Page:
Job Support for Employers Who Are Facing a Decrease in Demand (JSS Open)

Is There Support Available for Employers Who Are Facing a Decrease in Demand?

If your business is open but you are facing a decrease in demand due to the coronavirus, you may be eligible for support through the Job Support Scheme (JSS).

There are two phases to the JSS:

  • JSS Open – For businesses that are operating but facing decreased demand.
  • JSS Closed For businesses that are legally required to close their premises as a direct result of coronavirus restrictions set out by the Government.

The extra support through JSS Open will help you keep your workforce employed over the winter period on shorter hours, rather than make them redundant.

This is an improved version of the JSS originally announced, after the Government recognised that the evolving situation with the pandemic and the health restrictions are having a greater affect than first anticipated.

Under the new scheme, your employees will need to work a minimum of 20% of their usual hours which you will pay as normal.

In addition to this, your employee will receive two thirds (66.7%) of their normal pay for the hours not worked. 5% of this will be covered by you, up to £125 per month. The remaining 61.7% will be covered by the Government up to £1,541.75 per month.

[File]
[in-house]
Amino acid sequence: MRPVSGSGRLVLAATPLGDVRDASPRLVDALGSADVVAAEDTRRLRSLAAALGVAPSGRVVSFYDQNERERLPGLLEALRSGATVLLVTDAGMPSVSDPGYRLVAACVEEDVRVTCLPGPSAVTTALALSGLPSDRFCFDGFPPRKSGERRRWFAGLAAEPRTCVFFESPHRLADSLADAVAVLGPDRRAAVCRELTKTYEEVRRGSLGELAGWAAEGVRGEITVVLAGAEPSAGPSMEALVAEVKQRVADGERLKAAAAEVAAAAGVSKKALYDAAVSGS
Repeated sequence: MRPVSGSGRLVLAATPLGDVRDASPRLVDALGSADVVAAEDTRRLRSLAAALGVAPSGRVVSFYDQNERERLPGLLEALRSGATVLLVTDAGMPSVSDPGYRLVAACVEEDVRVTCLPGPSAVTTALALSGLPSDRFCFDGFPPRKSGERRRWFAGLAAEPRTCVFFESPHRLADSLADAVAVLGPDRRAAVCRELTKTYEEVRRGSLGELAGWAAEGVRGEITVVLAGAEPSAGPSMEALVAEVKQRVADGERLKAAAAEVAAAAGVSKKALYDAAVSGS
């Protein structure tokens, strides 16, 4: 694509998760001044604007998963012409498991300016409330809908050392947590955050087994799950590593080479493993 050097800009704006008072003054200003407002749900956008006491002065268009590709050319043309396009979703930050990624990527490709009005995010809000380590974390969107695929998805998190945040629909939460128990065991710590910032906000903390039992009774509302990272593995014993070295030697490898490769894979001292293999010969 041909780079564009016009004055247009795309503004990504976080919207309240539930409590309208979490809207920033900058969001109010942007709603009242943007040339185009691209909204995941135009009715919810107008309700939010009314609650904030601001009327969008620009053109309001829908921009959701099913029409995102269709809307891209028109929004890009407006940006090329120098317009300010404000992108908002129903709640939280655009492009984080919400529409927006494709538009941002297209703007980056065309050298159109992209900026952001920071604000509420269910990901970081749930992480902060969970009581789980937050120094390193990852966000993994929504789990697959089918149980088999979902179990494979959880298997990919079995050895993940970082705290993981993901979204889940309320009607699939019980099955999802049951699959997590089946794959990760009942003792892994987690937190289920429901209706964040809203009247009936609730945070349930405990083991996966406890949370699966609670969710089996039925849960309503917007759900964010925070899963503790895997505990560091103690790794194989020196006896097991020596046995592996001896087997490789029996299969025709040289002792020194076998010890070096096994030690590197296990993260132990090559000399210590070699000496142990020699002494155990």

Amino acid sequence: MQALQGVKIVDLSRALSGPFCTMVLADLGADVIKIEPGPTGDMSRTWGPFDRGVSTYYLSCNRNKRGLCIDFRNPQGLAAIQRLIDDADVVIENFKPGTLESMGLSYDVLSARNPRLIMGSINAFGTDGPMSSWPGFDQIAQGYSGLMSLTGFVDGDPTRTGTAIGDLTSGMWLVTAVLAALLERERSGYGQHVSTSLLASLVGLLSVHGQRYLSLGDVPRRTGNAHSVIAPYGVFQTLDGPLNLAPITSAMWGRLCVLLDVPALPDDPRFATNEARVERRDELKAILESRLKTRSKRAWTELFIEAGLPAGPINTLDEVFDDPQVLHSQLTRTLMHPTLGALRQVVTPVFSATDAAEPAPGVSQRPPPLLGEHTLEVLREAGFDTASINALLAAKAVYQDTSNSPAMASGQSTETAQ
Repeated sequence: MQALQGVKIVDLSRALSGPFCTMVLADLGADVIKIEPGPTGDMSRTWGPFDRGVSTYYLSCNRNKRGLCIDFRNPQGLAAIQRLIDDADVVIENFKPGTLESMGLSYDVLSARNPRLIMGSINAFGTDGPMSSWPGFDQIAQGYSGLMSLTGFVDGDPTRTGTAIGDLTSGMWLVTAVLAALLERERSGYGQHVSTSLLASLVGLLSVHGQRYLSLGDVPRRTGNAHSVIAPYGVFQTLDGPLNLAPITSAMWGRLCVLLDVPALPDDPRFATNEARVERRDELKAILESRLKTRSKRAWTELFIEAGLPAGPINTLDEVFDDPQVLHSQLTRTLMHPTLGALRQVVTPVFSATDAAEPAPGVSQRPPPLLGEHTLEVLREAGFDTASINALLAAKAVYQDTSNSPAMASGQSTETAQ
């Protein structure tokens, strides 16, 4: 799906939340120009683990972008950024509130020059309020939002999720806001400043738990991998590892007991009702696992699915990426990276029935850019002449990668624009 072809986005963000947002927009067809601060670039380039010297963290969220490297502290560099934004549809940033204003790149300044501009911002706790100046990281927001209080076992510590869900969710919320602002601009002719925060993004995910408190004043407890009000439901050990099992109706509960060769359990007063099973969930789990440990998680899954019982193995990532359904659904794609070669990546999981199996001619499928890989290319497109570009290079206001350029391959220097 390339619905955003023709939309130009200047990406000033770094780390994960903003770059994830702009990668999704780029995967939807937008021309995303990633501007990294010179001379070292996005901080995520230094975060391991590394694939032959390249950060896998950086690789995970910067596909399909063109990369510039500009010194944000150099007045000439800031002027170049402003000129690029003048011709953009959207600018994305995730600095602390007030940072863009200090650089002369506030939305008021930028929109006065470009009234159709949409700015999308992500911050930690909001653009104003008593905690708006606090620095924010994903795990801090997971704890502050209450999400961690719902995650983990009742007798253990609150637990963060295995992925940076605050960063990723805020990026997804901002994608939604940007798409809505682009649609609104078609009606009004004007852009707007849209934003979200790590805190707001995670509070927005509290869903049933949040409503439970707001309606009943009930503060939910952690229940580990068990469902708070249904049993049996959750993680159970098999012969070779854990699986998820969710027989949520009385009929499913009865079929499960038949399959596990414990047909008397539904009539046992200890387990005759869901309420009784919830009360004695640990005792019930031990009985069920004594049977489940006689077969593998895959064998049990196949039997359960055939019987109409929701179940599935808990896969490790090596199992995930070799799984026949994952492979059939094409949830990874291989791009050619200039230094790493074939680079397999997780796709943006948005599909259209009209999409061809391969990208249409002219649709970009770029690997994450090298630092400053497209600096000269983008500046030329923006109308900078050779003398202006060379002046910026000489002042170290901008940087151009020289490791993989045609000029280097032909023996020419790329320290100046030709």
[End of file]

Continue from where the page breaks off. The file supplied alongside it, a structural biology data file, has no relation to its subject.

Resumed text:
This will mean, your employees will continue to receive at least 73% of their normal wages, where they earn £3,125 a month or less.

You will need to make a claim for the value of wages after the payment has been made, similar to the claims process for the Job Retention Scheme.

You will be expected to cover the cost of national insurance and pension contributions.

Please make sure you agree the reduced working hours with your employees and ensure that they are notified in writing. Each temporary working agreement must cover 7 consecutive days. This includes days where employees may not work i.e. Saturday and Sunday.

If you have any questions regarding the support available, please don’t hesitate to contact us.

Please note: This article is a commentary on general principles and should not be interpreted as advice for your specific situation

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